How to use Brythonic in a sentence
In Roman times the eastern half of the county formed part of the territory of the Silures, a pre-Celtic race, whose governing class at that time probably consisted of Brythonic Celts.
That they were non-Aryan, the theory of Sir John Rhys, seems improbable; for the non-English placenames of Scotland are either Gaelic or Brythonic (more or less Welsh), and the names of Pictish kings are either common to Gaelic and Welsh (or Cymric, or Brythonic), or are Welsh in their phonetics.
In the Goidelic group qu appears as c, thus Irish cethir, " four "; in the Brythonic group it is changed into p, as in Welsh pedwar, " four."
Gaulish, which was supplanted in France by Latin, had p, as in petor-ritum, " fourwheeled car," and is thus allied to the Brythonic group; but it is believed that remains of a continental Celtic qu- dialect appear in such names as Sequani, and in some recently discovered inscriptions.
In Brythonic, primitive Celtic qu became p, as above noted.Advertisement
The development of Brythonic into Welsh is analogous to that of Latin into French.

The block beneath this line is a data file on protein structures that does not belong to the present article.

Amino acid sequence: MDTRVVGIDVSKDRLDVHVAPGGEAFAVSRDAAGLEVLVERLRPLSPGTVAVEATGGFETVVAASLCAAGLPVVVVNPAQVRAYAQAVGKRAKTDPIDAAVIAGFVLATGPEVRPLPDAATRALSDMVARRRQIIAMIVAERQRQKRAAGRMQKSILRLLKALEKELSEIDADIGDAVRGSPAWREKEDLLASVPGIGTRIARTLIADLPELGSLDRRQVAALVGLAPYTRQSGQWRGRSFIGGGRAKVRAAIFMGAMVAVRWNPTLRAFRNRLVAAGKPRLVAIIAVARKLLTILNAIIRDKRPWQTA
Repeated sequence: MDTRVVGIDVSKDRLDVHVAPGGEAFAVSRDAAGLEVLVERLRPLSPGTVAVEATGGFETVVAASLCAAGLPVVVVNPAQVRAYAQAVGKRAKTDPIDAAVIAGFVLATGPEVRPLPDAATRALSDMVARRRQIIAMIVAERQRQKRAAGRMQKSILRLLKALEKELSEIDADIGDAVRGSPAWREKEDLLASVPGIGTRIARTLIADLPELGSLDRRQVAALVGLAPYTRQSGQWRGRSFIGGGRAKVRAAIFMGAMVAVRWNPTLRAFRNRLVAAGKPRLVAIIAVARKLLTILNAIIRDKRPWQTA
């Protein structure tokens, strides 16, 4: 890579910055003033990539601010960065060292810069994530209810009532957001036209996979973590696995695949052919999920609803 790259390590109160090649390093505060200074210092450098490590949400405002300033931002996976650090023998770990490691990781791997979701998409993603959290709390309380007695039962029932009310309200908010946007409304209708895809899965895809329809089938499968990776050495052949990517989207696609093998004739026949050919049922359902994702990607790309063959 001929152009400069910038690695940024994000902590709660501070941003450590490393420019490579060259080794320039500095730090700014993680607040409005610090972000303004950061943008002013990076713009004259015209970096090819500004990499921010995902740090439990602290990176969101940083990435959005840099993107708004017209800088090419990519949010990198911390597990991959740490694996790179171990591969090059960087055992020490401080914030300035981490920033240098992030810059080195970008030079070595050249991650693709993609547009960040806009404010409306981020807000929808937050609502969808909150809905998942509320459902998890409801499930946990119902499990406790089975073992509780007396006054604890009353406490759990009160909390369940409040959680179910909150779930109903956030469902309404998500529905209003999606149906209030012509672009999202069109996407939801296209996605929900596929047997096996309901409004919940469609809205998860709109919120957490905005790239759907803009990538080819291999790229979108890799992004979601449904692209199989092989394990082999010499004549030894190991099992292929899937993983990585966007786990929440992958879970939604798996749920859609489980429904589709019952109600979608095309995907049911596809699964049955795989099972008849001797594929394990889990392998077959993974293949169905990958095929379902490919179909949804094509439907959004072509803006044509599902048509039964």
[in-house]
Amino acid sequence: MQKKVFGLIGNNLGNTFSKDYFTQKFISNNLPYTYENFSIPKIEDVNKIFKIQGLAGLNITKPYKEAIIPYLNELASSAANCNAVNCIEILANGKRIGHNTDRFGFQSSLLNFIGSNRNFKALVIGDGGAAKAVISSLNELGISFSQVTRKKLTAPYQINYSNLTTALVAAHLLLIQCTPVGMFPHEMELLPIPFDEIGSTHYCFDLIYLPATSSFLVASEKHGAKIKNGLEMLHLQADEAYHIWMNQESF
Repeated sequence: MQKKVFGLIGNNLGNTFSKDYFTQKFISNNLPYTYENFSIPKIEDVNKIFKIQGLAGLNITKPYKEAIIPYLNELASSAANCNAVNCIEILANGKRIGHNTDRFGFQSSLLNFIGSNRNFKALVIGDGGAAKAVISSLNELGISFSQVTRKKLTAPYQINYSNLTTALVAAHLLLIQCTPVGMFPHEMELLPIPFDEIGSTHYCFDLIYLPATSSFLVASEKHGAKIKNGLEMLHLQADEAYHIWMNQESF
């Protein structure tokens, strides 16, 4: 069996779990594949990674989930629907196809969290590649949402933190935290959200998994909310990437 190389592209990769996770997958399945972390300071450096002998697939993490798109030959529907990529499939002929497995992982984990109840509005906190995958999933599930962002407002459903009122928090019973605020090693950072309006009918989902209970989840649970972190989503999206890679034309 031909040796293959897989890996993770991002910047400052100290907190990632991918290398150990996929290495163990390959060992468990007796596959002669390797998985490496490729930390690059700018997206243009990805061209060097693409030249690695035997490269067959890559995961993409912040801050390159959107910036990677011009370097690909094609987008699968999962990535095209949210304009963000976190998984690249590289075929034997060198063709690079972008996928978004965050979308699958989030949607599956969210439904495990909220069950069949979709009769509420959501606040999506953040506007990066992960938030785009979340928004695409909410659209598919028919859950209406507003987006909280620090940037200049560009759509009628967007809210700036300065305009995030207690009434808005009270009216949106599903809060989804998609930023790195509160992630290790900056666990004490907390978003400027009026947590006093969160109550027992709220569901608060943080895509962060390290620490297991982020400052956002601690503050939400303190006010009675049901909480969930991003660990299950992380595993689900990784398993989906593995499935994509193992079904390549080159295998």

Unfortunately, the extant remains of Brythonic are scanty; but in the Roman period it borrowed a large number of Latin words, which, as we know their original forms, and as they underwent the same modifications as other words in the language, enable us to trace the phonetic changes by which Brythonic became Welsh.
Thus the second element of a compound word, even though written and accented as a separate word, has a soft initial, because in Brythonic the first element of a compound generally ended in a vowel, as in the name Maglo-cunos.
Between 300 B.C. and 150 B.C. various Belgic and other Brythonic tribes established themselves in Britain bringing with them the knowledge of how to work in iron.
Some time must have elapsed before any Brythonic people undertook to defy the powerful Goidelic states, as the supremacy of the Brythonic kingdom of Tara does not seem to have been acknowledged before the 4th century of our era.Advertisement
In addition to these Brythonic colonies a number of Pictish tribes, who doubtless came over from Scotland, conquered for themselves parts of Antrim and Down where they maintained their independence till late in the historical period.
As for Leinster none of the Brythonic peoples mentioned by Ptolemy left traces of their name, although it is possible that the ruling 1 Scholars are only beginning to realize how close was the connexion between Ireland and Wales from early times.
This was doubtless the form introduced by the Brythonic invaders.